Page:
That won't happen this year. If the Oscars follow the critics' prizes, there won't be a hit film among them — not even the hits that reviewers loved. Disney's megahit comedy Enchanted has the highest rating on Rotten Tomatoes, the critics' polling site, but I barely heard the film mentioned at the New York voting today. Dozens of scribes raved about the smash comedies Knocked Up and Superbad, but neither film has won a critics' prize. The comedy they love now is Juno, which came out last week.

Actually, it's hard to tell which if any of the critical faves will be popular, because most of the big winners (Diving Bell, No Country, Persepolis, Starting Out in the Evening, Sweeney Todd, There Will Be Blood) are November or December releases. Half of them haven't hit the commercial theaters yet. Maybe the critical establishment has A.D.D.

But the Golden Globes and the Oscars, if they follow the critics' lead, will have V.D.D. — viewer deficit disorder. Large numbers of people won't watch shows paying tribute to movies they haven't seen. In the old Golden Age days, most contenders for the top Oscars were popular movies that had a little art. Now they're art films that have a little, very little, popularity. The serious movies Hollywood gives awards to in January and February are precisely the kind it avoids making for most of the year. The Oscars are largely an affirmative action program, where the industry scratches its niche. The show is a conscience soother, but not a crowd pleaser.

And it all starts here, with critics fighting over which hardly seen movie they want to call the best of the year.


This seems like as good a time as any to reveal some interesting information about Sweeney Todd. Director Tim Burton and Johnny Depp have done several films together, and it is not the least bit surprising to see them at it again. But how was Burton so fortunate to secure such an outstanding supporting cast, featuring Helena Bonham-Carter, Alan Rickman and Timothy Spall? Unless of course he had some sort of special powers...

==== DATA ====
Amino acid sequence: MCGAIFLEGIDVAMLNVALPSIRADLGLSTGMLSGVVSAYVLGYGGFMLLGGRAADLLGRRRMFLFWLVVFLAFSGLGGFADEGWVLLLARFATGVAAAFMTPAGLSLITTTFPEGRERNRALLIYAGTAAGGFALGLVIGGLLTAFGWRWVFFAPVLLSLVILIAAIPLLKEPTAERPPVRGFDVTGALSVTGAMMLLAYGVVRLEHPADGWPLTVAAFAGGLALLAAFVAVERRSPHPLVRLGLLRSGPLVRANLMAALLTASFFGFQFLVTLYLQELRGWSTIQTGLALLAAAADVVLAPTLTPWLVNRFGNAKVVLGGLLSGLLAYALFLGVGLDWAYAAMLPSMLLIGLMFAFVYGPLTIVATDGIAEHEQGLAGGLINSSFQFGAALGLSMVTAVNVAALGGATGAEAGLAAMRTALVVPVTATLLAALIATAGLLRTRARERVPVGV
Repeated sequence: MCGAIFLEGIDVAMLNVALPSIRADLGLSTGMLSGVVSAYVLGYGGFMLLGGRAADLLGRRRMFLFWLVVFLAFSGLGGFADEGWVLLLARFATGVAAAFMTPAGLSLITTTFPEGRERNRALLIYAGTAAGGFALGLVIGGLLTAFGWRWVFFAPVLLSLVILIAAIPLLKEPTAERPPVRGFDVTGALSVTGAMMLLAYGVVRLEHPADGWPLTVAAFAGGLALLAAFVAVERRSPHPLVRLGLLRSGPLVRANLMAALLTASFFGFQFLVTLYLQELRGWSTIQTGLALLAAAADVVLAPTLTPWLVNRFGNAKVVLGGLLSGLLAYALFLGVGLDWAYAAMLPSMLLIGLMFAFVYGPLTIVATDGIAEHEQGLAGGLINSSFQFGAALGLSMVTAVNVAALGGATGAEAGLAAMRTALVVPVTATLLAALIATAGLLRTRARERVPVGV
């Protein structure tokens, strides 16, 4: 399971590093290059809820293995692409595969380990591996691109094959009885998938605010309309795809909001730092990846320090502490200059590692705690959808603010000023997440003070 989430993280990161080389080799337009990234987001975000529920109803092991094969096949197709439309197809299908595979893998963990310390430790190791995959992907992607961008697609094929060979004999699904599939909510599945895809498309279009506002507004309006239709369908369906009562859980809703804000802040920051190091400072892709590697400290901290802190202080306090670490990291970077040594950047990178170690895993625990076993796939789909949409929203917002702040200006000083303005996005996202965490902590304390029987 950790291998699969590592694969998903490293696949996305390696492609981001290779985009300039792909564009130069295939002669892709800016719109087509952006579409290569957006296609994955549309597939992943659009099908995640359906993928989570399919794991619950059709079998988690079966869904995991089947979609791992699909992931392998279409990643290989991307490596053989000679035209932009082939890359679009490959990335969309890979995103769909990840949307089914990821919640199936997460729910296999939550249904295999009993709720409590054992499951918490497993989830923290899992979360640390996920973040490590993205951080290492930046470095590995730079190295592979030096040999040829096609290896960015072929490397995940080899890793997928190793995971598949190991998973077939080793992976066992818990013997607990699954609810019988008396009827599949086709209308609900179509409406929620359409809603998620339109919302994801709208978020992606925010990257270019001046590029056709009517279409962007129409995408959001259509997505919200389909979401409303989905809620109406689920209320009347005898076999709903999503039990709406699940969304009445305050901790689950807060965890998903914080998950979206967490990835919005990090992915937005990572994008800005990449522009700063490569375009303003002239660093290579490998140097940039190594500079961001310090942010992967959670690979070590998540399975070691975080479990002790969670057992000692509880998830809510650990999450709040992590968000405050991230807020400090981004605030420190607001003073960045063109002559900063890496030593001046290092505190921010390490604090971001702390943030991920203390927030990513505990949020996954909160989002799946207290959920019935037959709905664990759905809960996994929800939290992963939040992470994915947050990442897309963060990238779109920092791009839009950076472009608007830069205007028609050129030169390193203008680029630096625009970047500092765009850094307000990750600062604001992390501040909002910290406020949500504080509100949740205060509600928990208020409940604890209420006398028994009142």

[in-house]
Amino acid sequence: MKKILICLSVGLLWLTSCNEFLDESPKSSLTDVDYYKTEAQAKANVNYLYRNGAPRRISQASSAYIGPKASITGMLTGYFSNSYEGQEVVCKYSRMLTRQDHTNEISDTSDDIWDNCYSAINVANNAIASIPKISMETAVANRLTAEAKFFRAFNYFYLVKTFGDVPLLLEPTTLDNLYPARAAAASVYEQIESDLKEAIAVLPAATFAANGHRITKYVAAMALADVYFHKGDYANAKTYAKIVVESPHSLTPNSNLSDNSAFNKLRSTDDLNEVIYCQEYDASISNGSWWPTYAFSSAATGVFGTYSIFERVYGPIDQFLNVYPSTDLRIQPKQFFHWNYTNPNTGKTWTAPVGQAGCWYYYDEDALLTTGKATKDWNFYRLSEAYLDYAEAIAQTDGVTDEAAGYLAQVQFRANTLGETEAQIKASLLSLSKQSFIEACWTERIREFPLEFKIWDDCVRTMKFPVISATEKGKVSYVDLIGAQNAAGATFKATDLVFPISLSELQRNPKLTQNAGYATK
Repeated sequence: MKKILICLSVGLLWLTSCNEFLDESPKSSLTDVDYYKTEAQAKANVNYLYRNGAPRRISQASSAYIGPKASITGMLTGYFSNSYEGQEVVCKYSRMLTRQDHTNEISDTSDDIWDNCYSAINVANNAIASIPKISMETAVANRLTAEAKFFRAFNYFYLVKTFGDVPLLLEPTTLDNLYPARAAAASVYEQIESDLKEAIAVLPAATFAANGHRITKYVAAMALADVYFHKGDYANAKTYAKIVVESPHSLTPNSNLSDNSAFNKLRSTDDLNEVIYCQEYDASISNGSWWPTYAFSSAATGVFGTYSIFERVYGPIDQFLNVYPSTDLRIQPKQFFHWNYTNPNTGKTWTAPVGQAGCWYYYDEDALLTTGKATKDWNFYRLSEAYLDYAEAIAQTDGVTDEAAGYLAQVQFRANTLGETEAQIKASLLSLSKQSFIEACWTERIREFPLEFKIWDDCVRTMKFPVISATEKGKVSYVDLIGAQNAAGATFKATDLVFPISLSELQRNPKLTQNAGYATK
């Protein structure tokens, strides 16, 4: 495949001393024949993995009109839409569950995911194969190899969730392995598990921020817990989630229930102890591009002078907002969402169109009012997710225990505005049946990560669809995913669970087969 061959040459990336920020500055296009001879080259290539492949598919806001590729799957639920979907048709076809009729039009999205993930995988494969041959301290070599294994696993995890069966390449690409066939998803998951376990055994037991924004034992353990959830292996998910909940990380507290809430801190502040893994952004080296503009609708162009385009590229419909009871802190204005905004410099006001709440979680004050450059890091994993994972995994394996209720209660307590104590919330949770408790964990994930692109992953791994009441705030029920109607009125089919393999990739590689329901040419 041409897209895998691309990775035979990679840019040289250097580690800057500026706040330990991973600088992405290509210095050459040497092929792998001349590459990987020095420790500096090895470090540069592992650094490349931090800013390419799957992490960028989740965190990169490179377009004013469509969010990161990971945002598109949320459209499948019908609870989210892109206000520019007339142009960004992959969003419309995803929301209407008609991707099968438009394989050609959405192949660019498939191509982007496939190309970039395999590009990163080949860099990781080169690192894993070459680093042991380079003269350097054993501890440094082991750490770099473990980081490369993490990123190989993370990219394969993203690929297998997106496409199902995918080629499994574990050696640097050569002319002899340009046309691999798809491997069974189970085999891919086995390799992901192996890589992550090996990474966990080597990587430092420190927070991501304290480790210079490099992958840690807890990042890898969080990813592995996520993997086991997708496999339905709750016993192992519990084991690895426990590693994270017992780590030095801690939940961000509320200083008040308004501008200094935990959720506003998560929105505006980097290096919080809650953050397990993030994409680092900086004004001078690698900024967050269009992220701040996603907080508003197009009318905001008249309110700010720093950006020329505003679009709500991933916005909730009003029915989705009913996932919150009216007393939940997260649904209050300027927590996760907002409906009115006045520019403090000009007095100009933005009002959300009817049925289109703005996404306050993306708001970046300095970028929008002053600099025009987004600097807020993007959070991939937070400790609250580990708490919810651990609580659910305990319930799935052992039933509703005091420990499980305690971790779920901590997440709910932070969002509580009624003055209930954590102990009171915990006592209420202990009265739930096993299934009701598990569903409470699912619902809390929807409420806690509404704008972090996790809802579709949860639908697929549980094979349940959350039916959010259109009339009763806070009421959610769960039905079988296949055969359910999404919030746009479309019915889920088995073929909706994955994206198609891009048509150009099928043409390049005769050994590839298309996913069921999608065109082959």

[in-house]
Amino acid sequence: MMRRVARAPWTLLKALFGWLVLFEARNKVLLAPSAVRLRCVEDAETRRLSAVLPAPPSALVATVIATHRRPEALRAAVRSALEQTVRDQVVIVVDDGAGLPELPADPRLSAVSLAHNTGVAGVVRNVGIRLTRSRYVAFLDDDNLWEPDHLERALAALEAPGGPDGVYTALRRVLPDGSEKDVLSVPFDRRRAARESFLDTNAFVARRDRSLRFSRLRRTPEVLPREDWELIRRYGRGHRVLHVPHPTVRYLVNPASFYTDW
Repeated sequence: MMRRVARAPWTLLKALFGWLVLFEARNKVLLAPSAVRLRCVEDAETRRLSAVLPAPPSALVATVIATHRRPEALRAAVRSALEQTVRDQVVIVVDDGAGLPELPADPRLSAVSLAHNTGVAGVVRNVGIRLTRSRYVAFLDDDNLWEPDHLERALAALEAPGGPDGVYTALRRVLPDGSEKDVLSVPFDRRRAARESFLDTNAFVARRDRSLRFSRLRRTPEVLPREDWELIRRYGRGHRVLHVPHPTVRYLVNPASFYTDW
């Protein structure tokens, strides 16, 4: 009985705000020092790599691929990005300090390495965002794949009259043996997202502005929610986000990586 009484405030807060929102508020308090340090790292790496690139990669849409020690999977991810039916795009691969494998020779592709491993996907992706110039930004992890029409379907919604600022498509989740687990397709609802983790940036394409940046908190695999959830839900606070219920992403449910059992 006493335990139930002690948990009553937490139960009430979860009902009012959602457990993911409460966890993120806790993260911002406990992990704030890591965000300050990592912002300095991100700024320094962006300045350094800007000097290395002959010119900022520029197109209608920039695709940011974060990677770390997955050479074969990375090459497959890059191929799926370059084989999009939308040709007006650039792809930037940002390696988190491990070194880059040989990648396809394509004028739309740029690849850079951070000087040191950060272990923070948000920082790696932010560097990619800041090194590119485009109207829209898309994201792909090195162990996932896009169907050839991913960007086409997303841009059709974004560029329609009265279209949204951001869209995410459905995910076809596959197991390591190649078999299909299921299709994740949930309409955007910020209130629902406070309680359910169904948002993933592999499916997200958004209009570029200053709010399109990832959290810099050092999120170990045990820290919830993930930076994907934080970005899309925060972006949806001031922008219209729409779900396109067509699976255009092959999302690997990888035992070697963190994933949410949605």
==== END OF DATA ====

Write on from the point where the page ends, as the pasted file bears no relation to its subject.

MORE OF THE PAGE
Sorry. I think it should be clear by now that I really can't help it.

Tuesday, December 04, 2007

Things I didn't come up with, but am totally impressed by

I will definitely be adding this web log to my links section soon.

My brother has also drawn my attention to:


A is for Alone, and always complaining that you are just that
B is for Bracelets, but any wrist adornment will do
C is for Crying
D is for Dyed black hair
E is for Emotion and exaggerating every one you have
F is for Floorpunch!
G is for Glasses, preferably thick black rims
H is for Heartbreak. Boo hoo.
I is for the Intense pain you feel from your unrequited love
J is for Jilted lover
K is for Kissing, and whining about how you aren't doing it
L is for Labelling yourself
M is for Moodswings
N is for Never having any friends who care about you
O is for Old-man pants
P is for Picked last in gym class, and other cliches of the sort
Q is for Questioning your self worth
R is for Remembering when things were wonderful and then crying about your life now.
S is for Sweaters
T is for Thrift stores
U is for Underdeveloped muscles, because you have to be out of shape to be emo
V is for Veganism
W is for Whining
X is for X-Girlfriends and talking about the pain they bring you
Y is for Your miserable existence
Z is for Zooming with your camera because you're a photographer

Sunday, December 02, 2007

Tree Decorating 101

I'm home today with my family and we are decorating the tree... once it meets my standards for straightness and having the rightside facing the right part of the Living Room, that is. Apparently no one wants to decorate the tree with me. Something about me yelling at them if the decorations aren't spaced properly- ridiculous accusations. Although I think it is probably better if I do it myself. SOME people in this famiy don't realize the importance of not having two Santa ornaments next to each other.

Here is a picture of me calmly telling my brother to make sure that longer ornaments be put on branches with more space underneath of them:

Now I want to make it clear that I am not the only person fanatical about Christmas in my house. My Mother has nearly every square inch covered in decorations. She has over 20 boxes of ornaments. This was my Father's expression in Canadian Tire when she approached him with a wreath made of little stuffed snowmen:

Well, back to work. Hope everyone else's first day of Advent is as eventful and fun-filled as mine.